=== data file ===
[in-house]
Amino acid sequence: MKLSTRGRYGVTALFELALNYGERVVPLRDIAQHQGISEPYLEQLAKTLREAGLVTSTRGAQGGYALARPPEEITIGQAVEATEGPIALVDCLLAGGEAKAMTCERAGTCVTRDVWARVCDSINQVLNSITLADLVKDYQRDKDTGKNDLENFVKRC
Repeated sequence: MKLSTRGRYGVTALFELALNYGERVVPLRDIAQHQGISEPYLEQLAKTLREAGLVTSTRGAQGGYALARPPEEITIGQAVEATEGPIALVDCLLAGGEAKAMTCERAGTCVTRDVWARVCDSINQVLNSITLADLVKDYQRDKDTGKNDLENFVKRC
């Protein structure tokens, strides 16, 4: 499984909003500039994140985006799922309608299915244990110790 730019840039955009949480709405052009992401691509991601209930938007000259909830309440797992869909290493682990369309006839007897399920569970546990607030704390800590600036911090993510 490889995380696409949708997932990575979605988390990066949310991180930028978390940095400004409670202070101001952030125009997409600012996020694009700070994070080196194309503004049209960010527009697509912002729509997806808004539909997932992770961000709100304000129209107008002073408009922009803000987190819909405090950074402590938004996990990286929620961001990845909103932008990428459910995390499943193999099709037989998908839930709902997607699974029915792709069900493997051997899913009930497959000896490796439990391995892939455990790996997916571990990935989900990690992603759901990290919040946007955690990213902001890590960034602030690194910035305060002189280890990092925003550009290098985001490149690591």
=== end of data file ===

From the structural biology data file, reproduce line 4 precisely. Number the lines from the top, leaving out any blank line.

């Protein structure tokens, strides 16, 4: 499984909003500039994140985006799922309608299915244990110790 730019840039955009949480709405052009992401691509991601209930938007000259909830309440797992869909290493682990369309006839007897399920569970546990607030704390800590600036911090993510 490889995380696409949708997932990575979605988390990066949310991180930028978390940095400004409670202070101001952030125009997409600012996020694009700070994070080196194309503004049209960010527009697509912002729509997806808004539909997932992770961000709100304000129209107008002073408009922009803000987190819909405090950074402590938004996990990286929620961001990845909103932008990428459910995390499943193999099709037989998908839930709902997607699974029915792709069900493997051997899913009930497959000896490796439990391995892939455990790996997916571990990935989900990690992603759901990290919040946007955690990213902001890590960034602030690194910035305060002189280890990092925003550009290098985001490149690591």